When you notice that an album contains tracks called ‘Leader of the Pack’ and ‘Road to Hell’, you could be forgiven for thinking that someone somewhere is pulling your leg. When the album in question opens with an immaculate pastiche of a stadium rock live recording, complete with brain dead pomp (‘New Orleans! Let’s go!’) and bad tuning up, this impression looks well founded.
Thankfully, Brooklyn-based duo Derek Miller and Alexis Krauss are far too savvy for that. As is their record company in releasing Sleigh Bells’ follow-up to the modest success (and tinnitus-inspiring power) of 2010 debut ‘Treats’ ahead of the new offering from fellow boy-girl noise poppers, The Ting Tings. Smart move, although there is sufficient craft and energy in ‘Reign of Terror’s eleven songs, six or seven of which could confidently be used as singles, to suggest that it was never in danger of being overshadowed.
For a start there’s ‘Born to Lose’, with its staccato, shoegaze-y chug and shouty chorus that puts a gloss over some deliciously barbed lyrics. The industrial, machine-gun drums on ‘Comeback Kid’ fade beneath Krauss’ cajoling, airy vocal, while Miller’s blitzkrieg guitar and the call-and-response anti-chorus on ‘Demons’ makes for as unequivocal a track as you may expect from an album that features a pair of blood spattered plimsolls as its cover art.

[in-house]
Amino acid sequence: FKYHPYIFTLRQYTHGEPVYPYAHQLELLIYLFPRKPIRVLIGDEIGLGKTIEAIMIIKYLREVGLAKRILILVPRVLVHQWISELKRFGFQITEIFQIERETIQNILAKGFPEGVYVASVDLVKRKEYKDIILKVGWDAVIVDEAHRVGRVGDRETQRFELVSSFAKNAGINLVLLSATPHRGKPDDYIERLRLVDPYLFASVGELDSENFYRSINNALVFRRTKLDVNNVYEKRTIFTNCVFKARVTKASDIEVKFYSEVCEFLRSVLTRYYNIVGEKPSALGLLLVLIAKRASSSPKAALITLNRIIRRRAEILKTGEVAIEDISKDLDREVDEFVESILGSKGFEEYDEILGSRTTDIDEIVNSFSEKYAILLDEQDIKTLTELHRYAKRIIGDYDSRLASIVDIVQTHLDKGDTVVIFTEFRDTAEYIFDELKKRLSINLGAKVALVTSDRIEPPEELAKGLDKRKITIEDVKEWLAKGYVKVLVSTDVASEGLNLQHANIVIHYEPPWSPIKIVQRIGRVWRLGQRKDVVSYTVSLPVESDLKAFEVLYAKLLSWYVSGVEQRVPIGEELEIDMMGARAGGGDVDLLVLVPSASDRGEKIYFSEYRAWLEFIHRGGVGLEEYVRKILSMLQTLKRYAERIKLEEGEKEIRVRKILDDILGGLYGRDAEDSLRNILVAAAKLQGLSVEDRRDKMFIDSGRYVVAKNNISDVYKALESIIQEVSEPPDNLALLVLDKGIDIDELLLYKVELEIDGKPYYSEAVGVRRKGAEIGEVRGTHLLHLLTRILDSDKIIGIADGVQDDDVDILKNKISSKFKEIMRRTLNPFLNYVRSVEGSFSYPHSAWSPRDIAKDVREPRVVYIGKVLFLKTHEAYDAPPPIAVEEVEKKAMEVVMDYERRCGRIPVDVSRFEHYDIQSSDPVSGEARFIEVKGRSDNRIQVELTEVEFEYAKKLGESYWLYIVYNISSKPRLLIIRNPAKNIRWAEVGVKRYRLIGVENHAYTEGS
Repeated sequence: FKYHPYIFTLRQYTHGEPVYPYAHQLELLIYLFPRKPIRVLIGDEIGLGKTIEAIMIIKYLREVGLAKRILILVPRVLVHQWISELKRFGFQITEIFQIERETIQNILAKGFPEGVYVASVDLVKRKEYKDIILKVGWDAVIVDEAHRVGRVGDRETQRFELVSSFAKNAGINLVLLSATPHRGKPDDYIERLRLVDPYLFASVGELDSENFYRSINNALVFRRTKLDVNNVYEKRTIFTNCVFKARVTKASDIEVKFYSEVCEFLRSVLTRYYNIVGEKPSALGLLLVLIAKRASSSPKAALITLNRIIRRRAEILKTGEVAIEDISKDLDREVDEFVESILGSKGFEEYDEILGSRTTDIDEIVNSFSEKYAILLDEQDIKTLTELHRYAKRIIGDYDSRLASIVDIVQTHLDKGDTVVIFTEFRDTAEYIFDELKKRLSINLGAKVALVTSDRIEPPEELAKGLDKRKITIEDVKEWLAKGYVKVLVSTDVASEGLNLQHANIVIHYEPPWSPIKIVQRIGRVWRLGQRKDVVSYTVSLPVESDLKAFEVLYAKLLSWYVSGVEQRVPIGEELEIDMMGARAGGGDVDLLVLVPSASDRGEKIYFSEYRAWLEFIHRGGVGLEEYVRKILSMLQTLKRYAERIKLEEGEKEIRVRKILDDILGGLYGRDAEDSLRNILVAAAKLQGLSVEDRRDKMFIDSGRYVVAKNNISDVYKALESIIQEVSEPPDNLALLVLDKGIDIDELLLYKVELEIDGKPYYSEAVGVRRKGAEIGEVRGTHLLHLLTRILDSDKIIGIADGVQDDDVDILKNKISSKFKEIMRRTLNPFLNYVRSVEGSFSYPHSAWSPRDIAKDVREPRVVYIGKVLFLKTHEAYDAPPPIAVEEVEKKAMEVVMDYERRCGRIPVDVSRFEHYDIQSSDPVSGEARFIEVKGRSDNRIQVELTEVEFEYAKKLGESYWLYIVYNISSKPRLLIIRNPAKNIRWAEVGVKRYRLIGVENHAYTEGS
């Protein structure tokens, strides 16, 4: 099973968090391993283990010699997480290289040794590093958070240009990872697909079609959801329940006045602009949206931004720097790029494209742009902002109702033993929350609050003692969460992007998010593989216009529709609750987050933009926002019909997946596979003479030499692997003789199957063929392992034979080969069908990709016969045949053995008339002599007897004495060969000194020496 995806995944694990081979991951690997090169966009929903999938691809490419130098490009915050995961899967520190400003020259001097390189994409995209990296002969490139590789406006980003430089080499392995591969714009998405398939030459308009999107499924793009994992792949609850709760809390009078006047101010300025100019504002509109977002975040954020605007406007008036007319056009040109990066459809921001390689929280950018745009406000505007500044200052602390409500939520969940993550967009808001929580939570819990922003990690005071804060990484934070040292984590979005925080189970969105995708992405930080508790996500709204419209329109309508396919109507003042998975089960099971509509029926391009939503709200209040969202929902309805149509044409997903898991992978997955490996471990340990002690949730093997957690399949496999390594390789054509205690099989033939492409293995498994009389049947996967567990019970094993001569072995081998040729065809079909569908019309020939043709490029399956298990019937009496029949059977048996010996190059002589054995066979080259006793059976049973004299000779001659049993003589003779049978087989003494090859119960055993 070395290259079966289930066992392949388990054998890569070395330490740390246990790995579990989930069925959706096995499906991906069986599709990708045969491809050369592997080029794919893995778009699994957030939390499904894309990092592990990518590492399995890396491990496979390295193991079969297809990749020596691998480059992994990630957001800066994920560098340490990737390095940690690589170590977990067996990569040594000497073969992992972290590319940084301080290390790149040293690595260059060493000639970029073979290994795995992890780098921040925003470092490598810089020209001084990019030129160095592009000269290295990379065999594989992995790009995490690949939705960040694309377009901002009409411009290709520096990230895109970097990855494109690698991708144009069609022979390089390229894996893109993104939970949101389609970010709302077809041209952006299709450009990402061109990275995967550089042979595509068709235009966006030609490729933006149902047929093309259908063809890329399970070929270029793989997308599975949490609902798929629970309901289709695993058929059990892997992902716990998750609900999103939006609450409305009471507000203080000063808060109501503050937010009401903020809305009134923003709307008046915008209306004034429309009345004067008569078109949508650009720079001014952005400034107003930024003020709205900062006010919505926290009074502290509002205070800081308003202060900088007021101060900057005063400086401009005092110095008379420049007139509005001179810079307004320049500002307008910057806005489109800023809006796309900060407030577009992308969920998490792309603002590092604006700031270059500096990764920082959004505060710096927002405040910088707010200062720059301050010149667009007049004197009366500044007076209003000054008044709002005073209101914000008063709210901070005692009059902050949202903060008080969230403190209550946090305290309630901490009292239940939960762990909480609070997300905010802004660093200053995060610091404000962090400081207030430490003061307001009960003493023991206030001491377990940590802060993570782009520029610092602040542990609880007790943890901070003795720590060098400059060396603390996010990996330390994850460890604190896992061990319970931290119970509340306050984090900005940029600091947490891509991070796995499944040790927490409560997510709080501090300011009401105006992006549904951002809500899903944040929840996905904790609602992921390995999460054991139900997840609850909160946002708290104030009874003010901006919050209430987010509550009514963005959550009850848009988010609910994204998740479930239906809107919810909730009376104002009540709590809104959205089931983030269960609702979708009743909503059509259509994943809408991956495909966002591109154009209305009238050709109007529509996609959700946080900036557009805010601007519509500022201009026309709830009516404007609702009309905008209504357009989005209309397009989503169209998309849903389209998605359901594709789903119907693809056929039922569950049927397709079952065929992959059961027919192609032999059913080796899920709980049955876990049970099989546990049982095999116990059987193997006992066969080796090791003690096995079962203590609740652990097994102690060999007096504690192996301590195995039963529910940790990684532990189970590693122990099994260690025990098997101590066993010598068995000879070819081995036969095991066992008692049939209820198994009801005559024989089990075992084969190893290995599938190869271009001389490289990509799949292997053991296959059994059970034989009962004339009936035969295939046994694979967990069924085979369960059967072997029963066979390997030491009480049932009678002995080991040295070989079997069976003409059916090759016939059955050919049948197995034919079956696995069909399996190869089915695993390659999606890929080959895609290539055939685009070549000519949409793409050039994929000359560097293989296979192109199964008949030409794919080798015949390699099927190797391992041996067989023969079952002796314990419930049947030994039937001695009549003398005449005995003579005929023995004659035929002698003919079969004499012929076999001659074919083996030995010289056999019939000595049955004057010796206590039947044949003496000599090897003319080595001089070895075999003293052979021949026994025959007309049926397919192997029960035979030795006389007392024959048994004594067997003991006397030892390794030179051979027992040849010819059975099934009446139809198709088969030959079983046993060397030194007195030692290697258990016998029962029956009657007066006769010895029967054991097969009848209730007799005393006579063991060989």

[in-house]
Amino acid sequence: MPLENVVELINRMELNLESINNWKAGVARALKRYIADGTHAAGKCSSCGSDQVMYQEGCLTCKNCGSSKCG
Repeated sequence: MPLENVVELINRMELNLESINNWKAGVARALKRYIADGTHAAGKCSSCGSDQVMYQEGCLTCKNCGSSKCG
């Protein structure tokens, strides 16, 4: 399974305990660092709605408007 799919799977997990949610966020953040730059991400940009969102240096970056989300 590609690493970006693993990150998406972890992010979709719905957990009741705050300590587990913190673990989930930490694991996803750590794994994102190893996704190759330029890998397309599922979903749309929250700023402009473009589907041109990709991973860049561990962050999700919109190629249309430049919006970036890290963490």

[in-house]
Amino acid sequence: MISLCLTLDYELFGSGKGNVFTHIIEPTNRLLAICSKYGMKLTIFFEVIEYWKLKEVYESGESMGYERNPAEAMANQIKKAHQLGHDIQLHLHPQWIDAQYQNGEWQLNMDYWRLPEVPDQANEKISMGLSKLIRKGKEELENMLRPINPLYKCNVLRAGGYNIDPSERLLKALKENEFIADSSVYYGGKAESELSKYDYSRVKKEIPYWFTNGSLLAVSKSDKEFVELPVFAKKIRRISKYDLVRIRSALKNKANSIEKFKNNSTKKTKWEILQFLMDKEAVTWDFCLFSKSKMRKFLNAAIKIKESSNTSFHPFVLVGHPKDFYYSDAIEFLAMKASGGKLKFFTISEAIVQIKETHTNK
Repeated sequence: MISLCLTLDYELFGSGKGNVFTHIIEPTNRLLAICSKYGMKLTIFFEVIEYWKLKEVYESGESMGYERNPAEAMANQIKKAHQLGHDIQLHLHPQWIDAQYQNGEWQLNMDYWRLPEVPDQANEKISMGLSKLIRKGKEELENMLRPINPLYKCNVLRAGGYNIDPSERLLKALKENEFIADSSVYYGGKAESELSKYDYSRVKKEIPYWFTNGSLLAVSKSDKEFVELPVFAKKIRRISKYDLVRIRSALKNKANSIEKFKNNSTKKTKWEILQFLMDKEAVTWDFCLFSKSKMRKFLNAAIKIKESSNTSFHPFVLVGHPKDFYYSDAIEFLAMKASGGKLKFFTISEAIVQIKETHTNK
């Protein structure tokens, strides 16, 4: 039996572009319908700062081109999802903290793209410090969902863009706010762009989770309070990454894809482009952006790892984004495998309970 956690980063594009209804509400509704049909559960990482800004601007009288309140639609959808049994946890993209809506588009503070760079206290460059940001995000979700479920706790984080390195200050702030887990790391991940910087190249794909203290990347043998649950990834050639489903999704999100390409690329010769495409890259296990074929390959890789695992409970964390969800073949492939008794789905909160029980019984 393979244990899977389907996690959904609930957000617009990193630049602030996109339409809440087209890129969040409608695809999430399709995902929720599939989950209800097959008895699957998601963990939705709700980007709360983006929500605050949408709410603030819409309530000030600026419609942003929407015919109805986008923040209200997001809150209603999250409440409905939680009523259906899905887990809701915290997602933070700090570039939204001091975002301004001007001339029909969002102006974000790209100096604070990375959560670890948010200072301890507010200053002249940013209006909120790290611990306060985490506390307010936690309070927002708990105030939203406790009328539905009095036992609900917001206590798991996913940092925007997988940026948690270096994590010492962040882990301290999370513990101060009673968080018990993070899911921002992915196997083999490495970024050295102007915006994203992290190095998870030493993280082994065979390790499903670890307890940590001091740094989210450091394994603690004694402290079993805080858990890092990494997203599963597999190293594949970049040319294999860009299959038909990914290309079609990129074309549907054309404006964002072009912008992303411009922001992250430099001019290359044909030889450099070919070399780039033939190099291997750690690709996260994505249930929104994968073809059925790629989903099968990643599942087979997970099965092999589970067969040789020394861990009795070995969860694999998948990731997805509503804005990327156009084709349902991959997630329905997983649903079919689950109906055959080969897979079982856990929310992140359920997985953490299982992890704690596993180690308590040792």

The parameters of guitar, drum machine and voice may not be the broadest, but there is nothing one-dimensional or, for that matter, one-paced about ‘Reign of Terror’. Its lighter moments do not always convince entirely but when they do, as on the Black Box Recorder-esque ‘End of the Line’, it sounds effortless. Elsewhere, the infectious hook and dumb cheerleader chants on ‘Crush’ create the right blend of bubblegum sass and punk edge. It’s the kind of song you imagine that the kids hired to dance in the ‘Smells Like Teen Spirit’ video would all have had on their i-pod . . . erm, Walkman.
By design, one assumes, ‘Reign of Terror’s biggest tunes are loaded at the back end. Far from being a Chris Rea cover, ‘Road to Hell’ is a muscular break-up song not so much in the ‘I will survive’ mould as the ‘not sure how you’ll cope and don’t much care, actually’ vein. The pay-off lines (‘Don’t run away from me, baby, just go away from me’) sound even more brutal when delivered in Krauss’ angelic, almost-not-there voice.
‘You Lost Me’, the album’s most accomplished song, is what might happen if Kevin Shields collaborated with M.I.A. While Miller gives his effects pedal a work out, Krauss describes (with no little affection) the suicidal actions of ‘two teenage metal heads’ that play out behind a convenience store, apparently alluding to the one thing that everyone knows about Judas Priest.
On such a terrifically entertaining record, you might expect a song like ‘You Lost Me’ to stand out as a down note – quite the reverse, in fact. And when that happens, you know you are on to a winner. This is a record that deserves to sell by the wheelbarrow load.